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How to identify SQL Server version from program files for Auditing/Licensing Purposes

Hi Guys,
We are using Numara Track-IT Enterprise 8.5 as our helpdesk software.  Track-IT has an audit tool that automatically scans every machine and lists all of the software.  I'm in the process of setting up the licensing module that reconciles the audited software against licenses.

The problem I'm having is with SQL server and identifying all of the different versions from the files picked up by the audit.  

Track-IT allows you to create a software title  based on a set of files, so I can select different versions of 'SQLServr.exe' and call it 'SQL 2005 Enterprise edition'.  I can then select other versions of the same file and call the software 'SQL 2005 Standard edition' etc.

The Track-IT audit software lists the File Name, File Version and Product Version.  I have done some research on the internet and discovered an article at : http://support.microsoft.com/default.aspx/kb/321185 that lists different versions e.g. SQL Server
Release                  SQLServr.exe
SQL Server 2005 Service Pack 1       2005.90.2047
SQL Server 2005 Service Pack 2       2005.90.3042
SQL Server 2005 Service Pack 3       2005.90.4035

The trouble is that when I create a software title from these versions, its listing servers that have Enterprise, Standard and the desktop edition that comes with things like backup software and anti-virus etc.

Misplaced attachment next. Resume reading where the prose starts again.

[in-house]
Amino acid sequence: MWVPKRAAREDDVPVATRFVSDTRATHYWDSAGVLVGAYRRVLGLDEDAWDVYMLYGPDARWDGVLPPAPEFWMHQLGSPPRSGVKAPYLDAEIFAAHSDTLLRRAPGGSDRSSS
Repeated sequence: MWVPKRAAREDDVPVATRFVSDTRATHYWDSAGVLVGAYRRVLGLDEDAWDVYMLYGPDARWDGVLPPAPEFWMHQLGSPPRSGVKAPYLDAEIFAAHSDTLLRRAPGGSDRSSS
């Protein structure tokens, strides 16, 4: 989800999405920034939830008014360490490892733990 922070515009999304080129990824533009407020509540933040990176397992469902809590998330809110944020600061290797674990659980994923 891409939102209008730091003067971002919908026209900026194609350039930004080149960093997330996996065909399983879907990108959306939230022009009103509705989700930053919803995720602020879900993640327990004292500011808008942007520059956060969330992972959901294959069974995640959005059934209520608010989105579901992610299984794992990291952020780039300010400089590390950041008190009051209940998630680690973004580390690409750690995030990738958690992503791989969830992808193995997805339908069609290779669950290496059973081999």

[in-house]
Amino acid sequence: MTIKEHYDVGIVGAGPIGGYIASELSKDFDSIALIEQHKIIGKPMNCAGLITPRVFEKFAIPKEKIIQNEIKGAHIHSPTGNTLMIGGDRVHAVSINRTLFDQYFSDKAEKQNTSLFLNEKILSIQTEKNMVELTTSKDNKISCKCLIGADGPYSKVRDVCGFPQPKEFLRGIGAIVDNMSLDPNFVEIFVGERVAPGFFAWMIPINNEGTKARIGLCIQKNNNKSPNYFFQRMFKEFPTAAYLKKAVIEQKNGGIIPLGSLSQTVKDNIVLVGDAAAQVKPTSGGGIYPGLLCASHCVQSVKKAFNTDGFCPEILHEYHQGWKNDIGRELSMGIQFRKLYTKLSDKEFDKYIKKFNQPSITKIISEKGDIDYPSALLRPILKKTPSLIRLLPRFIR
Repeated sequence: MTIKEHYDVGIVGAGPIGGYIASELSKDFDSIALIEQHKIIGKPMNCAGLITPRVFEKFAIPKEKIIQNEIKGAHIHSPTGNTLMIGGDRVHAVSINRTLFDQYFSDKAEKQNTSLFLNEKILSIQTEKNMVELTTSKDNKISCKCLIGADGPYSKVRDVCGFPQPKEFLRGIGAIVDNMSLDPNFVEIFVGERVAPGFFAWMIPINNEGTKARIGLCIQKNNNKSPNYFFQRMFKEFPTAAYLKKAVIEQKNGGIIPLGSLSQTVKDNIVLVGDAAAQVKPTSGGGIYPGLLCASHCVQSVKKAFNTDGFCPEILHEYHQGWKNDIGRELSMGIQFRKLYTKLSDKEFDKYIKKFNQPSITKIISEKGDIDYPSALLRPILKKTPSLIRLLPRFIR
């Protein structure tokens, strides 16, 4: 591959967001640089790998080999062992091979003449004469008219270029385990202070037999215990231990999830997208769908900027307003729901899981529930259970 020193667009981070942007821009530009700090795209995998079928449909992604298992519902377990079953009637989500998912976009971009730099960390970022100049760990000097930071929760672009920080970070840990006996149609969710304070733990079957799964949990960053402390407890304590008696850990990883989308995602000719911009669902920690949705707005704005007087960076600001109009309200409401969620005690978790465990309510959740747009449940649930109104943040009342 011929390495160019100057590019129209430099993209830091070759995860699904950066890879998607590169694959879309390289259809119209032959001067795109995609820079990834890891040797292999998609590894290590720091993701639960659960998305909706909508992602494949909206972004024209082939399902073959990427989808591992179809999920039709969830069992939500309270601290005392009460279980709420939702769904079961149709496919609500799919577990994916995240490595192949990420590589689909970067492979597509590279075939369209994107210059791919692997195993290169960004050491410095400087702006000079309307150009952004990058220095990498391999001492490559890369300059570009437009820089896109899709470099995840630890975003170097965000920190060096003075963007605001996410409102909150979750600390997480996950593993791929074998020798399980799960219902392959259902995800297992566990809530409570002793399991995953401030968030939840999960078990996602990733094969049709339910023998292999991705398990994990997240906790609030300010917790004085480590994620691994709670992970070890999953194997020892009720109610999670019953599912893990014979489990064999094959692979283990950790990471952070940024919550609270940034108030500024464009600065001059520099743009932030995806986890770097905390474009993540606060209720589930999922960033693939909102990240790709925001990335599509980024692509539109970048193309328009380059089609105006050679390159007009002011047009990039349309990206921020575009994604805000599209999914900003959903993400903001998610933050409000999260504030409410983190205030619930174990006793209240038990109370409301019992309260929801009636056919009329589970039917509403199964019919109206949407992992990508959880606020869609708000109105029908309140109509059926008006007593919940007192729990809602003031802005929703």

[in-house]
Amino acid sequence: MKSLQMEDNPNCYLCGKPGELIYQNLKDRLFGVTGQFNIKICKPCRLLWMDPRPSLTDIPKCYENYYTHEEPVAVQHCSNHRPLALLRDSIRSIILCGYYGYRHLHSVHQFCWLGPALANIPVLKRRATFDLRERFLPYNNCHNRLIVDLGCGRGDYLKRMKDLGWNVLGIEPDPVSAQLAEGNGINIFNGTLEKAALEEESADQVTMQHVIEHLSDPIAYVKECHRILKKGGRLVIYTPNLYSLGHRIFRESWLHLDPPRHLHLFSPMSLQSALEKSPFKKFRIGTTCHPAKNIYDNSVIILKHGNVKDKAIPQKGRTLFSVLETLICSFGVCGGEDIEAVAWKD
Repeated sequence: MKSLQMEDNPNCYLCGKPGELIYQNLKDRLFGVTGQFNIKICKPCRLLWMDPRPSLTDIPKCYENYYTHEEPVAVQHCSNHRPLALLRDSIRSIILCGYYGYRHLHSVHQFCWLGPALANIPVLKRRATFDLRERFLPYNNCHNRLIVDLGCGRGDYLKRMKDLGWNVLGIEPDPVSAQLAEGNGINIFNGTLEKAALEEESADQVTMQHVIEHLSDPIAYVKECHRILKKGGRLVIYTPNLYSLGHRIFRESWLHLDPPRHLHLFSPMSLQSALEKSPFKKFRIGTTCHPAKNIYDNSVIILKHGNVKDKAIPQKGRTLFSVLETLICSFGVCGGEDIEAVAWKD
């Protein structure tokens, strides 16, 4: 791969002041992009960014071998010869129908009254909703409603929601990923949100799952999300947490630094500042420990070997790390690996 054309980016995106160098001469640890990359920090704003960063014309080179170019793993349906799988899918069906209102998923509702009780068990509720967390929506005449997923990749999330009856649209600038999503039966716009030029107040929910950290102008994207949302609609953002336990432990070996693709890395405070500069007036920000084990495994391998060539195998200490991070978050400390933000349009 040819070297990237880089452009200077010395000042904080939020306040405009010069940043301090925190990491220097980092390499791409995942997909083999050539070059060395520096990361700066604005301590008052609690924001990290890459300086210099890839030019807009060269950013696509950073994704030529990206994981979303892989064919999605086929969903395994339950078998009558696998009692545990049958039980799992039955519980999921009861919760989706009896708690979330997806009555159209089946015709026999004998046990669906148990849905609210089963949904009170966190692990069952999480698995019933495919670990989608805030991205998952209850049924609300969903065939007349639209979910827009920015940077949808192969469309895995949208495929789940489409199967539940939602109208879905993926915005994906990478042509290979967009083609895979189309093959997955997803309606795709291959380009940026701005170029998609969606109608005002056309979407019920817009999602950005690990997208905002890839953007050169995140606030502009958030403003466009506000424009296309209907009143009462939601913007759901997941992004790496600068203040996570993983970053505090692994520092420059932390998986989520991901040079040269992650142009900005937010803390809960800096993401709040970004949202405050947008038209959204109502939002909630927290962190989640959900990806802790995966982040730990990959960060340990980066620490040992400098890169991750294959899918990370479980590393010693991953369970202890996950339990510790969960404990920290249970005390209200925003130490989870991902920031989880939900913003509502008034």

Can anyone point me in the direction of a complete list of either the file versions above for sqlservr.exe  or some collection of files, so that I can positively identify which files make up the different versions of SQL Server, including the free desktop edition (Not sure what the correct name is for it).  That way I can create all the different software titles and allocate licenses against them.  If I don't get this right, it looks like I have loads of unlicensed software on the servers.

Thanks for your help guys.
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ianwills
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ianwills
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1 Solution
 
Anthony PerkinsCommented:
The versions will be the same across editions.  You will have to check the edition by doing something like this:
Select SERVERPROPERTY('Edition')
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ianwillsAuthor Commented:
Hi acperkins,

I know what version of SQL server I have on each server or at least I know the ones that require licenses e.g. not MSDE.  The problem I'm having is finding a way to let my helpdesk software identify the version from the files it scans.

I was under the impression that you could tell the version from 'sqlservr.exe'.  My helpdesk software picks this file up and shows all the different versions of the file.  In theory I would just need to put all the SQL Server 2005 files together for example and create a software title called 'SQL Server 2005'.  Whenever the helpdesk software finds those version of the file on one of my servers, it would allocate a license to it.  

I have manually gone round a few of the servers, right-clicking the file and writing down its version number.

It was all going well until I discovered that my licensed SQL Server 2005 64 bit SQL server had the same 'sqlservr.exe' file version (2005.90.3042.00) as one of my other Servers, which has SQL 2005 MSDE installed for anti-spam software.  This would cause my helpdesk software to allocate a license against a server that didn't require one and make it look as though I was using unlicensed software if we were audited by Microsoft.